But it was the second half of the program that intrigued most, and lived up to every expectation. Every time I have read a reference to Rachmaninoff’s “The Bells,” I have hoped for an opportunity to hear it live. The decades-long wait was worth it. Symphonic in scope, kaleidoscopic in color, the four movements set a Russian version of Poe’s poem of the same name. Soprano Alexandra LoBianco in the opening movement and tenor Harold Meers in the second were perfectly cast; only baritone Hugh Russell was occasionally overshadowed in the grim finale. The range of emotion and orchestral textures are enormous, and DeMain and the sprawled forces of the MSO and Chorus (and organ again) reveled in the opportunities.

The 15-minute “Toward the Unknown Region” of Vaughan Williams is set to Whitman, and was a fittingly uplifting and forward-looking antidote to the ultimately dark Rachmaninoff—and to looking ahead anew to hopefully several more years at least of DeMain’s increasingly stimulating programming.

Yet there was one more sobering aspect to the night; via Twitter, the word was out that principal clarinetist Linda Bartley was retiring. An MSO staffer confirmed at intermission that the official announcement would be made at the post-concert reception. Arriving in Madison and joining the staff at the University of Wisconsin in 1992, Bartley has distinguished herself as a quintessential example of a principal player: she nailed all the solos with aplomb and a beautiful tone, but just as importantly anchored a wonderfully cohesive woodwind section. We give her the final “brava” this season.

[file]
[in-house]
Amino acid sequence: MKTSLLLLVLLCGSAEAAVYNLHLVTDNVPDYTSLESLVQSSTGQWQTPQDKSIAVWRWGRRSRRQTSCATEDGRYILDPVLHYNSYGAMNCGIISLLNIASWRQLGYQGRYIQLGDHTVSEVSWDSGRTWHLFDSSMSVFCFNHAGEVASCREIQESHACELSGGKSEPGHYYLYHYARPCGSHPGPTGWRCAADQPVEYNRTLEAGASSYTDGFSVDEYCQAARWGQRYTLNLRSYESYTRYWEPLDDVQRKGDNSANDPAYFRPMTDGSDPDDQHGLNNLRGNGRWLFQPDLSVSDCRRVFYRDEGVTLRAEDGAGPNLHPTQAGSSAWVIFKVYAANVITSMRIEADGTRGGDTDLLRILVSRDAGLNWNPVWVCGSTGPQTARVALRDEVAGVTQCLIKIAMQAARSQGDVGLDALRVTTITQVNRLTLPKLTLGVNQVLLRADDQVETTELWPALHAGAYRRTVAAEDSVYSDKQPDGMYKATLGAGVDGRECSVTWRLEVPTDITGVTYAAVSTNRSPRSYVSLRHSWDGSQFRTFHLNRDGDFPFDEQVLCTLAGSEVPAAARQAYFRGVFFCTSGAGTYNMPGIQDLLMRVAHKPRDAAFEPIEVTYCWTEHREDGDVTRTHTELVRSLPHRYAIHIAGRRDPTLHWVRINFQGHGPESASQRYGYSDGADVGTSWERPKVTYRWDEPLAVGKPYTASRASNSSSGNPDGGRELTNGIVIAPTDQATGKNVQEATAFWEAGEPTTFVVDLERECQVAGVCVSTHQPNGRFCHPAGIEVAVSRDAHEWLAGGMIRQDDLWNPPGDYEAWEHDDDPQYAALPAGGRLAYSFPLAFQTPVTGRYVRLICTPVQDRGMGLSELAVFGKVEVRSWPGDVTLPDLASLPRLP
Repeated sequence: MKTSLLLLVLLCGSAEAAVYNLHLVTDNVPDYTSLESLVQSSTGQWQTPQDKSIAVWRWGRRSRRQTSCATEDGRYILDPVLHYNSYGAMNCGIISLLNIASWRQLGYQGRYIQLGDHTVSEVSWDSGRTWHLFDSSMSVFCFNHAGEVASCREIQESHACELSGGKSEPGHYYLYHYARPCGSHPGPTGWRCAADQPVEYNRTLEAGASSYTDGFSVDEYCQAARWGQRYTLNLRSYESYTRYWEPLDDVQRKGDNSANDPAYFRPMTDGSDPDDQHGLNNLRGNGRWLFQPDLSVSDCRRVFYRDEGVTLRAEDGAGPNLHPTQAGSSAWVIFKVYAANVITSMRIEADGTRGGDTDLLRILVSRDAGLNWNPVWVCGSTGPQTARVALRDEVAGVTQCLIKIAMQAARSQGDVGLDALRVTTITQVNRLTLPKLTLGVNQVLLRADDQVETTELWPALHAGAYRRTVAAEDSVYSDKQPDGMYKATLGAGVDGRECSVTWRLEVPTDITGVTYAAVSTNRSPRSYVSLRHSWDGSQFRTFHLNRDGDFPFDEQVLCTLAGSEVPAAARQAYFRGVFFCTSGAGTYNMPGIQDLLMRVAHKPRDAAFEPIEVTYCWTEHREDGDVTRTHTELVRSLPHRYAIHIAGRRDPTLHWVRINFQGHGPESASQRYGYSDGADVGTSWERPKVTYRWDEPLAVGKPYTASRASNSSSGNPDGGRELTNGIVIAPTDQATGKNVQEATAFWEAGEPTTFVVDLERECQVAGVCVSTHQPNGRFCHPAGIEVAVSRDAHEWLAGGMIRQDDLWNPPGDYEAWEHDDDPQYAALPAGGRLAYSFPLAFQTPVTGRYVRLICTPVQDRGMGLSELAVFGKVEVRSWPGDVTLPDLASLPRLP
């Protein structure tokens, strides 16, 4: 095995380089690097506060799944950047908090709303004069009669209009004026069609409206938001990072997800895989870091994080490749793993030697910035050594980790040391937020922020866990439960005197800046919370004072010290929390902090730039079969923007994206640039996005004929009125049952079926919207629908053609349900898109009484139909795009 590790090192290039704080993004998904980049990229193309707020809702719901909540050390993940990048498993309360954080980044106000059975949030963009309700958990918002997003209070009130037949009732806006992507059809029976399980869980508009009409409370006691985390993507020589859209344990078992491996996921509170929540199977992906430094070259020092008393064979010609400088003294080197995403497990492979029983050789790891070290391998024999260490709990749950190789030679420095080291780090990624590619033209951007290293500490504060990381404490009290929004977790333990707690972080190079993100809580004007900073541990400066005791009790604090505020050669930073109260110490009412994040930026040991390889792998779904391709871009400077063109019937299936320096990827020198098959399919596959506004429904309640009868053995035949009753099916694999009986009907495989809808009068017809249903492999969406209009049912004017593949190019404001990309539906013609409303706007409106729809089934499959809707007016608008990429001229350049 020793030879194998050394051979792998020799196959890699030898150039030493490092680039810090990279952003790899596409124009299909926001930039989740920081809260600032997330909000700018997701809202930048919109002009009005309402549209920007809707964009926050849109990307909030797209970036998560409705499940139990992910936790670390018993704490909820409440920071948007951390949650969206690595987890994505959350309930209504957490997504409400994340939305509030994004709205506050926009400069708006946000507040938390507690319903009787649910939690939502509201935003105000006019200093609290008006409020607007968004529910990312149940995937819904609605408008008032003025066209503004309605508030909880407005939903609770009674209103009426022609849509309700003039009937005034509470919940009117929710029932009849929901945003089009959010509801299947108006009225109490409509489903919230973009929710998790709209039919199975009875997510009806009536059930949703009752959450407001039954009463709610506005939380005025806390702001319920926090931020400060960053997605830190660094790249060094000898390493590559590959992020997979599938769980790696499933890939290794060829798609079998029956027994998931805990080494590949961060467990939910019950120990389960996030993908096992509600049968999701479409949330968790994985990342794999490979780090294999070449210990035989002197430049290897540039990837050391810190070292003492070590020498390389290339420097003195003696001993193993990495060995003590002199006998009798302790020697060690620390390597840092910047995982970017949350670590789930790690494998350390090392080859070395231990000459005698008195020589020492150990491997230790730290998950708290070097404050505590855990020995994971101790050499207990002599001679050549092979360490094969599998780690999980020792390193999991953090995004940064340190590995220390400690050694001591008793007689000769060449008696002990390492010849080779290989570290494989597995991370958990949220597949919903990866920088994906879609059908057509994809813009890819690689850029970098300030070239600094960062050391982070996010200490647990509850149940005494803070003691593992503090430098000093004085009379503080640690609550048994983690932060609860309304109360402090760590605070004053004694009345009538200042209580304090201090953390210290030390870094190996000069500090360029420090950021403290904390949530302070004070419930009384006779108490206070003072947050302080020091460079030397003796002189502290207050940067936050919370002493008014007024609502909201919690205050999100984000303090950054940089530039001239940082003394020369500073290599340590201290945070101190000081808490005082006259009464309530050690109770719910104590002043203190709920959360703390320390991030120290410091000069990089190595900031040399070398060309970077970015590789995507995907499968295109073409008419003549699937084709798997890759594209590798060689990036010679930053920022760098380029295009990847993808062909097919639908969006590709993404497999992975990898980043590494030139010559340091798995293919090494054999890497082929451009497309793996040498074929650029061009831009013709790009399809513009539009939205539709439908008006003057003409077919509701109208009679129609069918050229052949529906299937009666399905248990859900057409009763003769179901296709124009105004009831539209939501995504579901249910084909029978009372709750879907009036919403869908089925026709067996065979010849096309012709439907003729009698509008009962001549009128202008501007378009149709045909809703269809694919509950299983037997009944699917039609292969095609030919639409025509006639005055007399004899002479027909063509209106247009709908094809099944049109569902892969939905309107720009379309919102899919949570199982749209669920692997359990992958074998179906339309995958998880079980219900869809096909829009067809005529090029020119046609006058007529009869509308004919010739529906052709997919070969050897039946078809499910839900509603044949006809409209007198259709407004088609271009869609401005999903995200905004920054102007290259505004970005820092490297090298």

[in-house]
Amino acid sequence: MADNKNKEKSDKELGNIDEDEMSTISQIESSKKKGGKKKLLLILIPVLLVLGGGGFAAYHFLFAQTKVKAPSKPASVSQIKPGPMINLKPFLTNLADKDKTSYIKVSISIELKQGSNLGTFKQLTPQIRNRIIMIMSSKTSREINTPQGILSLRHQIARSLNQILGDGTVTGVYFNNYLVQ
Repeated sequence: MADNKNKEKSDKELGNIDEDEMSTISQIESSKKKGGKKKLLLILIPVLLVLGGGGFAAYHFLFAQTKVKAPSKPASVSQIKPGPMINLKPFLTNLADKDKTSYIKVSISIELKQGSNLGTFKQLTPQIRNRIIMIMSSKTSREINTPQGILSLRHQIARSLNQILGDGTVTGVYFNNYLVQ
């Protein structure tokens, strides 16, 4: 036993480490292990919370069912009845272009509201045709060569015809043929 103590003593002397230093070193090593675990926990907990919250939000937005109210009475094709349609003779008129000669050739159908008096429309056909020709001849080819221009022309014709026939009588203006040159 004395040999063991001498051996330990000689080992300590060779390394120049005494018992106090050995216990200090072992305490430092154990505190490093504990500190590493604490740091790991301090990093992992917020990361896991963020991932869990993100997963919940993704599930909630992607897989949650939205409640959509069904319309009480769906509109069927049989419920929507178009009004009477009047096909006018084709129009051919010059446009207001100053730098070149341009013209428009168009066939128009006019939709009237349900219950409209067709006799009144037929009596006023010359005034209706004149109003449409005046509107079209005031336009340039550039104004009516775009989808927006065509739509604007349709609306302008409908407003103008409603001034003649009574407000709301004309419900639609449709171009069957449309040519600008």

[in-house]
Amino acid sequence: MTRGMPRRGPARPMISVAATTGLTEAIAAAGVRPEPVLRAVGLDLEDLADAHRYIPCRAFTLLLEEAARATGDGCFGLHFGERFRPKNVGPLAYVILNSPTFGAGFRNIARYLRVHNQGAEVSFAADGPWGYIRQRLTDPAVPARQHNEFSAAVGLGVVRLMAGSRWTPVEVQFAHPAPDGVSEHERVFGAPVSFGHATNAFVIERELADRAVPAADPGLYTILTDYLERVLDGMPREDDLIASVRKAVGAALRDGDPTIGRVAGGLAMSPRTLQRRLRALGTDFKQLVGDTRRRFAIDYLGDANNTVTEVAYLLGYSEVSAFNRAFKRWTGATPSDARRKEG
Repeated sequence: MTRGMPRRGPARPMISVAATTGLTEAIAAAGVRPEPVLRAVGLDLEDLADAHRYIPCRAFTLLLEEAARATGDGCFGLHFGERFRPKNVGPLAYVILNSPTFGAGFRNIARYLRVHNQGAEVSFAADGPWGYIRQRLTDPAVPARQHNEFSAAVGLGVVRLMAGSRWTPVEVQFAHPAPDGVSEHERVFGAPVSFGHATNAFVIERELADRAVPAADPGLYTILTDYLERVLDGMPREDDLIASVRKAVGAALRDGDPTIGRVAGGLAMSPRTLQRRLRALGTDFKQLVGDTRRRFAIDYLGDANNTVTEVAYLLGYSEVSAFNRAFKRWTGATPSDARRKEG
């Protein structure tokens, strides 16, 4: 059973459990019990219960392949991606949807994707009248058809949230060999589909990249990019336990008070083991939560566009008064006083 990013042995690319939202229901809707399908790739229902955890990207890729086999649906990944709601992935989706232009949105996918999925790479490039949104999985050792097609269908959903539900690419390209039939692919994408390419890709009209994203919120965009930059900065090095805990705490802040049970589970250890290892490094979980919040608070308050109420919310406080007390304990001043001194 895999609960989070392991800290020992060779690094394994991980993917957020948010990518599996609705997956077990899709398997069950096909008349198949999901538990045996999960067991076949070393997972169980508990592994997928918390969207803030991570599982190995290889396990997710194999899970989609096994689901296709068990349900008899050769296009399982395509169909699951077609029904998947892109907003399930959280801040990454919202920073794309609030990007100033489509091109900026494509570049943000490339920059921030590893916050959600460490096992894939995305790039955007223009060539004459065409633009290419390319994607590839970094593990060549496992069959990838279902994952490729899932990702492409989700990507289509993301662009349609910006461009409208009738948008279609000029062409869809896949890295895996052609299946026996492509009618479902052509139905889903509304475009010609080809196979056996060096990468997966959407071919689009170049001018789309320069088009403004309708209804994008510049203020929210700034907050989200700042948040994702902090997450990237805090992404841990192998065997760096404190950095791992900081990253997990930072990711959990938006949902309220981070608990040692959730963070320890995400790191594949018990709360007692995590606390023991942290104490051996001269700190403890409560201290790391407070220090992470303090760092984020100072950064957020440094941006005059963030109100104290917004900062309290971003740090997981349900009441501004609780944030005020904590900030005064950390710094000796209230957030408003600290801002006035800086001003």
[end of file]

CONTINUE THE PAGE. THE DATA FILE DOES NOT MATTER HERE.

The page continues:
Photo: Naha Greenholtz, courtesy Madison Symphony Orchestra.

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About This Blog

Years before I contributed my first classical review to the Los Angeles Times in 1988, I started a class in music appreciation for adults that had one aim: to put a few cracks in the “ivory tower elitism” I found pervasive in the classical music world since my boyhood days. Whether as a critic, program annotator or band director, that goal has never changed. After all, Mozart and Beethoven and the gang wrote their music for people like you—not critics or professors!

After growing up in the suburbs of New York City, and spending twenty years in and around Los Angeles, the last twelve years here leave me more amazed than ever at the musical riches of Madison. I’m a cheerleader at heart, because I always think more people would become classical fans if they’d give it a chance—but I’m also quick to tell you when you’re not getting your money’s worth. Classically Speaking brings you as much news and as many reviews as possible, and I hope you’ll join me for a fabulous musical journey.

–  Greg Hettmansberger
Follow Greg on Twitter @ghettmansberger